3        On 17 May 2010, the applicant, Tulliallan Burlington Ltd, filed a notice of opposition pursuant to Article 41 of Regulation No 207/2009 (now Article 46 of Regulation 2017/1001) to registration of the mark applied for in respect of the goods in Classes 3, 14 and 18. It is the owner, in central London (United Kingdom), of the ‘Burlington Arcade’ shopping arcade.

4        The opposition was based, inter alia, on the following earlier trade marks and rights:

–        the word mark BURLINGTON, registered in the United Kingdom under No 2314342 on 5 December 2003 and duly renewed on 29 October 2012, designating services in Classes 35 and 36 and corresponding, for each of those classes, to the following description:

–        Class 35: ‘Rental and leasing of advertising space; organisation of exhibitions for commercial or advertising purposes; organisation of trade fairs for commercial purposes; advertising and promotion services and information services relating thereto; the bringing together, for the benefit of others, a variety of goods, enabling customers to conveniently view and purchase those goods from general merchandise retail stores’;

–        Class 36: ‘Rental of shops and offices; leasing of, or management of real estate; leasing of, or space between or within, buildings; real estate management services; information services relating to the rental of shops and offices; real estate services; fund investments; mutual funds’;

–        the word mark BURLINGTON ARCADE, registered in the United Kingdom under No 2314343 on 7 November 2003 and duly renewed on 29 October 2012, designating services in Classes 35, 36 and 41 and corresponding, for Class 41, to the following description: ‘Entertainment services; organisation of competitions; organisation of exhibitions; provision of recreation information; presentation of live performances; provision of sports facilities; provision of live music and live entertainment; provision of facilities for live band performances; provision of live entertainment; provision of live music; provision of live musical performances; provision of live shows’:

–        the figurative mark reproduced below and registered in the United Kingdom under No 2330341 on 7 November 2003 and duly renewed on 25 April 2013, designating services in Classes 35, 36 and 41:

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–        EU figurative mark No 3618857 reproduced below, registered on 16 October 2006 and limited, as a result of cancellation proceedings No 8715 C, to the services in Classes 35, 36 and 41 corresponding, for each of those classes, to the following description: ‘Advertising and promotion services and information services relating thereto; the bringing together for the benefit of others, a variety of goods, enabling customers to conveniently view and purchase those goods from a range of general merchandise retail stores’ (Class 35); ‘Rental of shops; leasing of, or management of real estate; leasing of, or space between or within, buildings; real estate management services; information services relating to the rental of shops’ (Class 36); and ‘Entertainment services; provision of live entertainment’ (Class 41):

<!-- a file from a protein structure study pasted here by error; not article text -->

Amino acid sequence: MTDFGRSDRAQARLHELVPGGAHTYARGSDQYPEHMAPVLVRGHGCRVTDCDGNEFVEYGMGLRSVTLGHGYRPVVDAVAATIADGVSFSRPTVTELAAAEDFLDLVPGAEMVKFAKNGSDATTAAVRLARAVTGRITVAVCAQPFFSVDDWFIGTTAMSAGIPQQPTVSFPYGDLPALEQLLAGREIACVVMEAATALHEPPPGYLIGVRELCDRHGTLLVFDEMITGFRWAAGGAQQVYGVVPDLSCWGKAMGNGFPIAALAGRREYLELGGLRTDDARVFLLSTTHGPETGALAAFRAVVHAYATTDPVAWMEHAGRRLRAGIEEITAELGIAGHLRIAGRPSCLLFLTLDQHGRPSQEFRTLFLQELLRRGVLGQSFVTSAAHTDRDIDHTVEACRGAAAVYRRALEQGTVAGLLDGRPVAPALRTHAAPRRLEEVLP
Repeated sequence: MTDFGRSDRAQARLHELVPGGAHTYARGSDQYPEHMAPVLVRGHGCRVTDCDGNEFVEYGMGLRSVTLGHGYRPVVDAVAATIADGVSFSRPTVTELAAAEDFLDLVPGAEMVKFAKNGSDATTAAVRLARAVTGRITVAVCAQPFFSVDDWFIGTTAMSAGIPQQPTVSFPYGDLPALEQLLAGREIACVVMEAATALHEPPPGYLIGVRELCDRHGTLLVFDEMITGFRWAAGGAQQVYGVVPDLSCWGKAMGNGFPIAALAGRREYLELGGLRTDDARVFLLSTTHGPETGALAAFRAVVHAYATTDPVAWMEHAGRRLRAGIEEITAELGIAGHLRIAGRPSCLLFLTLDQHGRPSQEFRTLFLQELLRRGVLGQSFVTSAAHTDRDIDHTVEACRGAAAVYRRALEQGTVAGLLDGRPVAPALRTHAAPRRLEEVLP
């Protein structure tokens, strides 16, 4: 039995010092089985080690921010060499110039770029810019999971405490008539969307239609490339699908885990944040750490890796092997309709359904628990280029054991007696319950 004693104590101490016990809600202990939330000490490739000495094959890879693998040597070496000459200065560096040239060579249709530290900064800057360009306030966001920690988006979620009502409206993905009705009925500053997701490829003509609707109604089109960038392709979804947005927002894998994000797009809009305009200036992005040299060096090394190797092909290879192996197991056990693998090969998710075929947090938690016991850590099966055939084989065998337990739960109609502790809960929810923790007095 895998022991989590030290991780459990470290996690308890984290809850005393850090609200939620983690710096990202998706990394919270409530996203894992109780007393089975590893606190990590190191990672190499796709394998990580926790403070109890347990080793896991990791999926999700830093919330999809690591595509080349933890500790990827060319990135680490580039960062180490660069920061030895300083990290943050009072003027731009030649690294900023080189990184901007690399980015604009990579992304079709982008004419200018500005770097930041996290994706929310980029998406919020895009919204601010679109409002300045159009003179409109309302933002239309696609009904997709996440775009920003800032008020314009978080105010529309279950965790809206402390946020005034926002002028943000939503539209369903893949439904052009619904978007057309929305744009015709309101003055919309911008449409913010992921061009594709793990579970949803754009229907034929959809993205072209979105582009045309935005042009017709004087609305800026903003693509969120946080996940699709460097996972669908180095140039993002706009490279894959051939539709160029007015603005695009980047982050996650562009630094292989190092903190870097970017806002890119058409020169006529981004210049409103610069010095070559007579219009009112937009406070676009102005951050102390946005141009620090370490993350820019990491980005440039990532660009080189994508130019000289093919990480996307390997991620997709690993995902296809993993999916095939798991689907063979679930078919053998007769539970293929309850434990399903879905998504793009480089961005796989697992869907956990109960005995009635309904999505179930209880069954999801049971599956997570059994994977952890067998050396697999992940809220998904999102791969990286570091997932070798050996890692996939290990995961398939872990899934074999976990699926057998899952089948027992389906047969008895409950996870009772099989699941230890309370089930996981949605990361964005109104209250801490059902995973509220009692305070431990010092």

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5        The grounds relied on in support of the opposition were those set out in Article 8(1)(b),(4) and (5) of Regulation No 207/2009 (now Article 8(1)(b),(4) and (5) of Regulation 2017/1001).

6        On 8 November 2013, the Opposition Division, after examining the applicant’s opposition on the basis of EU figurative mark No 3618857, upheld that opposition for the goods in Classes 3, 14 and 18, and therefore ordered the intervener to pay the costs.

7        On 11 December 2013, the intervener filed a notice of appeal with EUIPO, pursuant to Articles 58 to 64 of Regulation No 207/2009 (now Articles 66 to 71 of Regulation 2017/1001), against the Opposition Division’s decision.